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MLS Combine: Match Day Two Observations

Quiton Christina (left) Robbie Derschang (left)

 Photo by Mike Gramajo/Soccer By Ives


FORT LAUDERDALE, Fla.– The second day of the MLS Combine saw some better soccer, at least in the beginning, but by day’s end there was definitely a lingering sense that teams are pretty unimpressed with the overall quality on display.

The 2014 MLS Draft is looking more and more like The Year of the Centerback, with a dozen intriguing options at the position, but the pool of attacking players failed to really show much on Sunday.

Patrick Mullins made his Combine debut on Sunday and showed some good qualities to re-assert his place as one of the leading attacking options in this draft.

Day Two of the Combine also provided a good showcase for some small school prospects who have caught the eye of scouts and are quietly climbing up draft boards, such as centerback Richie Marquez and forward Tesho Akindele.

Here is a rundown of the players who impressed, and struggled, on Day Two of the 2014 MLS Combine.


Andre Lewis– Arguably the most impressive field player at the Combine so far. The 19-year-old has an impressive touch, quickness and work rate and is shooting up draft boards.

Marco Franco– Looking like the best fullback at the Combine. Franco is smooth on the ball, good getting forward, and solid defensively. Has gone from not even invited to the Combine to likely mid-first round pick.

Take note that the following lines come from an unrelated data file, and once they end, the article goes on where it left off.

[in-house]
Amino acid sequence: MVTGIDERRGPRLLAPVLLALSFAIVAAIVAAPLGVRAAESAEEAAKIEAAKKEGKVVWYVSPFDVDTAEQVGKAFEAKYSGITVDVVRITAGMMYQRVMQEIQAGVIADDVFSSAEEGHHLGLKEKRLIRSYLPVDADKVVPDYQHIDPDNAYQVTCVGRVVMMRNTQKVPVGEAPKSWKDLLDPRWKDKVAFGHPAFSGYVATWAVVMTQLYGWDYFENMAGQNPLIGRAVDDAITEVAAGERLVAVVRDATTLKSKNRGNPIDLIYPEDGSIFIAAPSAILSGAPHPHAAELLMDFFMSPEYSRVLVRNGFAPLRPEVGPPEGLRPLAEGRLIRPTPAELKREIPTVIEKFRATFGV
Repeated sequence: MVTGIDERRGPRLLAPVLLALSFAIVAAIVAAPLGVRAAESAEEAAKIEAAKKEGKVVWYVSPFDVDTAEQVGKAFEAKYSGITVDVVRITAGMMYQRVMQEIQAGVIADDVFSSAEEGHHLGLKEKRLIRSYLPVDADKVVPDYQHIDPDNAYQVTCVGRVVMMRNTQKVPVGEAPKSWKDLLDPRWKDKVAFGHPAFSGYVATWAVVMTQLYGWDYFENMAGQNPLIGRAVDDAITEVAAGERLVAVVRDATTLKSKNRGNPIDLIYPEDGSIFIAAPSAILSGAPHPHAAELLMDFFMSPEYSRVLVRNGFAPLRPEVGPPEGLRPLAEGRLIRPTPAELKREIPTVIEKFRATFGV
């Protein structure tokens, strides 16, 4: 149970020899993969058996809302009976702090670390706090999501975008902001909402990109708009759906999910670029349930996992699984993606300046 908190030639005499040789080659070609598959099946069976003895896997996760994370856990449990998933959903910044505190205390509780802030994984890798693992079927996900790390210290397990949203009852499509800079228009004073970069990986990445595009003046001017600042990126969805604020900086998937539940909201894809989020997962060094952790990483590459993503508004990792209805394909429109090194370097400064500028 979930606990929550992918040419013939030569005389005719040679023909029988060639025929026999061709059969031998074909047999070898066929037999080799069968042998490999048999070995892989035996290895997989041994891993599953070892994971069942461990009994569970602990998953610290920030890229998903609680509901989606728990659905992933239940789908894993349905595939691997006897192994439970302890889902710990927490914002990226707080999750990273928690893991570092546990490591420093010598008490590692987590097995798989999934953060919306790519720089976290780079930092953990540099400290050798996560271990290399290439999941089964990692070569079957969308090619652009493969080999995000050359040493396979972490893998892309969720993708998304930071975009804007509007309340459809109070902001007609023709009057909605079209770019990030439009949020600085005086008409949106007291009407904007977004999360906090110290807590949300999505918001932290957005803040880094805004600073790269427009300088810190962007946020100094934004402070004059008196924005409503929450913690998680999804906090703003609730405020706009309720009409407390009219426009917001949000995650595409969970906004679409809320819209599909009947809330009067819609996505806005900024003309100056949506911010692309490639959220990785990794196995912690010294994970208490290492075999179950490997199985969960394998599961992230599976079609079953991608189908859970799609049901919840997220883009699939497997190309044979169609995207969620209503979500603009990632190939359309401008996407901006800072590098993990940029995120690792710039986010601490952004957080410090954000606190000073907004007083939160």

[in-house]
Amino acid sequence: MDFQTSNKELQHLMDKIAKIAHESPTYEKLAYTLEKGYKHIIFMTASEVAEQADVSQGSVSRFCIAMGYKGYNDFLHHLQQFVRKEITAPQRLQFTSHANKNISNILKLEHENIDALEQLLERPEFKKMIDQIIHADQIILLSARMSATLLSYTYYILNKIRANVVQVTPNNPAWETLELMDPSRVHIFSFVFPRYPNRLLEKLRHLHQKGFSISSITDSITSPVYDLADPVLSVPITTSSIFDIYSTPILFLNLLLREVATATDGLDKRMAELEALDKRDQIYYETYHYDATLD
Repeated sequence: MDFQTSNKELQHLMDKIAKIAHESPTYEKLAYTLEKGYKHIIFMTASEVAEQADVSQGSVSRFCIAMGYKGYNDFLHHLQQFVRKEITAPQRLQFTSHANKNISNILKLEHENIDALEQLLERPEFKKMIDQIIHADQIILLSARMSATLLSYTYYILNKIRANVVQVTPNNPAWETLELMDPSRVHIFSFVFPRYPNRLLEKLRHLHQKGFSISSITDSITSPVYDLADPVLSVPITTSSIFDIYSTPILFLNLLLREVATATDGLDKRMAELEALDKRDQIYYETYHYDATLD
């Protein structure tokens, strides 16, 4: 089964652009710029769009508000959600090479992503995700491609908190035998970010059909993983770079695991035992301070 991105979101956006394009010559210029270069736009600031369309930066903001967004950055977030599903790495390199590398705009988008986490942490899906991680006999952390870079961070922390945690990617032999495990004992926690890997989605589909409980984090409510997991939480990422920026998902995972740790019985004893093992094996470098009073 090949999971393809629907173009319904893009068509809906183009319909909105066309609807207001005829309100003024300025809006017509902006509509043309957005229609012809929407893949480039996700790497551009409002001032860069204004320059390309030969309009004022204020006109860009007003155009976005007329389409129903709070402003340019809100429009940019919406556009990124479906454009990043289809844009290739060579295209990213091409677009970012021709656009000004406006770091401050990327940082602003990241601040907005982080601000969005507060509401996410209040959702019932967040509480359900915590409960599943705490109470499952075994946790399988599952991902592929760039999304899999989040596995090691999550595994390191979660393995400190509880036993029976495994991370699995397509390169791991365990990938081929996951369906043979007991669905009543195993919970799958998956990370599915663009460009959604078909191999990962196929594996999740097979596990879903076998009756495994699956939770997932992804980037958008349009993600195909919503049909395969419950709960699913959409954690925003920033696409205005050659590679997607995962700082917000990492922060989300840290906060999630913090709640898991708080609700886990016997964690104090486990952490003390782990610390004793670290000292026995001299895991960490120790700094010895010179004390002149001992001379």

Andre Blake– Solidified his place as the consensus best talent in the draft. Another sharp game, showing off the range and reflexes and fearlessness that had one coach call him the best goalkeeping prospect since Adin Brown in 2000.

Tesho Akindele– The small school wonder enjoyed another good day to confirm questions about his quality. His speed makes him an intriguing option who will almost certainly be drafted at this point.

Ryan Neil– Looked sharp getting forward in his more natural right wing position, but it should also be noted he wasn’t going up against true fullbacks. The speed and quality on the ball as a winger make him stand out in a Combine where wing play has been largely disappointing.

Nick Hagglund– His name isn’t bandied about as much as some other centerbacks but he turned in a strong day two to keep himself in the mix as a potential late first-rounder. Not as big as some other prospects, but he’s strong, reads the game well and defends well in space.

Richie Marquez– Another small school wonder, Marquez has scouts very interested after apparently testing through the roof in fitness testing. He then went out on day two and played a very impressive game. Good size (6-foot-2) combined with quickness and confidence on the ball make him someone teams are definitely interested in now.

Romena Bowie– With some other defensive midfielders failing to impress, Bowie has been steady and strong and looks like a player who can give you minutes in MLS this year. The overwhelming number of centerbacks could make it tough for Bowie to crack the first round, but teams needing some toughness in the midfield will take a look.


Patrick Slogic– You rarely see 6-foot-6 players play fullback (or anywhere for that matter) but Slogic actually showed some impressive agility for his size when pressed into fill-in duty at right back. The centerback is still probably a second-tier option but he did impress on Sunday.